Bill to compensate wrongly convicted heads to House

From left, Republican Rep. Barbara Ehardt, Christopher Tapp, and Republican Sen. Doug Ricks pose for photos in the Statehouse in Boise, Idaho, on Wednesday, Feb. 17, 2021 after a bill they support passed a House committee. The committee unanimously approved the measure that would pay $62,000 a year for wrongful incarceration and $75,000 per year on death row.

BOISE, Idaho (AP) — Legislation to compensate people wrongly convicted of crimes in Idaho headed to the full House on Wednesday.

The House Judiciary, Rules and Administration Committee unanimously approved the measure that would pay $62,000 a year for wrongful incarceration and $75,000 per year on death row.

Lawmakers gave several examples of people wrongfully convicted in the state.

“Unfortunately, in this particular case, and a few others, Idaho has failed,” said Republican Rep. Barbara Ehardt, one of the bill's sponsors. “It is time that Idaho make right that which we have done wrong.”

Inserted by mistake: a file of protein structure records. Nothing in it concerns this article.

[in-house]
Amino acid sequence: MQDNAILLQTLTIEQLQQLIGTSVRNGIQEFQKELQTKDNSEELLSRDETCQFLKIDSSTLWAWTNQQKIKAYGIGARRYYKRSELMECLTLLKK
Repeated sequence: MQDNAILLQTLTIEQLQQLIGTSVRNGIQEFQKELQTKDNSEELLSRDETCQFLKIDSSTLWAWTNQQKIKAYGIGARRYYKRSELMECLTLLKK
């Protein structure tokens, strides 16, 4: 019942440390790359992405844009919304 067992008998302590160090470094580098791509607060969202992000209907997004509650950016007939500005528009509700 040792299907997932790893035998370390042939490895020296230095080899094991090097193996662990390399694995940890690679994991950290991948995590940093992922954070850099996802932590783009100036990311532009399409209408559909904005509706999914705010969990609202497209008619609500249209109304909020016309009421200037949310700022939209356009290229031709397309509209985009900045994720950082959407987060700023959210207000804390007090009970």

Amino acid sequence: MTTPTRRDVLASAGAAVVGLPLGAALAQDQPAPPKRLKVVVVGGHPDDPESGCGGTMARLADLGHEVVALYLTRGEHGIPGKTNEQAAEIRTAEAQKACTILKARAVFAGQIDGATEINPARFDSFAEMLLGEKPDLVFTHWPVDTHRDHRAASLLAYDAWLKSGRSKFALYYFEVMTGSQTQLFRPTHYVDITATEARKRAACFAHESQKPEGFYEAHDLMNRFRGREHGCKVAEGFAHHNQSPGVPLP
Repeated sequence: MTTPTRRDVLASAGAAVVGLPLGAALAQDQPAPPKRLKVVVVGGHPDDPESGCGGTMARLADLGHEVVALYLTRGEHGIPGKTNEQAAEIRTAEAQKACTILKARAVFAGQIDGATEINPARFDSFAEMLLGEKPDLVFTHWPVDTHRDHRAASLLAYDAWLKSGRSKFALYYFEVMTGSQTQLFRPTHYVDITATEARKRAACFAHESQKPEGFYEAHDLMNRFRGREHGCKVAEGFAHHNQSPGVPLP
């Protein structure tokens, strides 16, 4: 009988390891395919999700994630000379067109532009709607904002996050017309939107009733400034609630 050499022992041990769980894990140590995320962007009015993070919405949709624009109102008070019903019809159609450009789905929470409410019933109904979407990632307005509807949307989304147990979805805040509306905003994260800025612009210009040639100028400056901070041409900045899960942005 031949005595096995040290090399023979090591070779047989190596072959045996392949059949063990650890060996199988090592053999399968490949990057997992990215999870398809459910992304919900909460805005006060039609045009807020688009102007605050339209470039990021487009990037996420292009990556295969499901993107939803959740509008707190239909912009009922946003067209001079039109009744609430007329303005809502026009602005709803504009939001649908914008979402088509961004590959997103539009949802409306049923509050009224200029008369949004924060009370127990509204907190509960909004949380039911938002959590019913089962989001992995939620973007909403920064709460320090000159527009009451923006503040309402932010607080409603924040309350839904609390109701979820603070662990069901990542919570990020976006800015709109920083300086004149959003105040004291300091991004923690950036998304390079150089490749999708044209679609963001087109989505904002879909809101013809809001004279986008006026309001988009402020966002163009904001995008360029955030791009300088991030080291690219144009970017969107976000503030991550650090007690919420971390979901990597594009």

Republican Sen. Doug Ricks, another sponsor, said Idaho is one of 15 states that doesn’t compensate people sent to prison for crimes they didn’t commit.

A similar measure cleared both the House and Senate last year but was vetoed by Republican Gov. Brad Little. Ricks said he worked with Little on the latest version that has already passed the Senate.

Christopher Tapp was convicted of rape and murder in 1998 following the 1996 death of Angie Dodge. He was released in 2017, and DNA evidence cleared him in 2019. Another man has since pleaded guilty.

“Being in prison is as horrible as you can imagine,” he told lawmakers. “And being there when you are innocent is that much worse. I missed out on 20 years of my life."

There are six people who served time in prison who could qualify for a payment if the bill becomes law, Ricks said.

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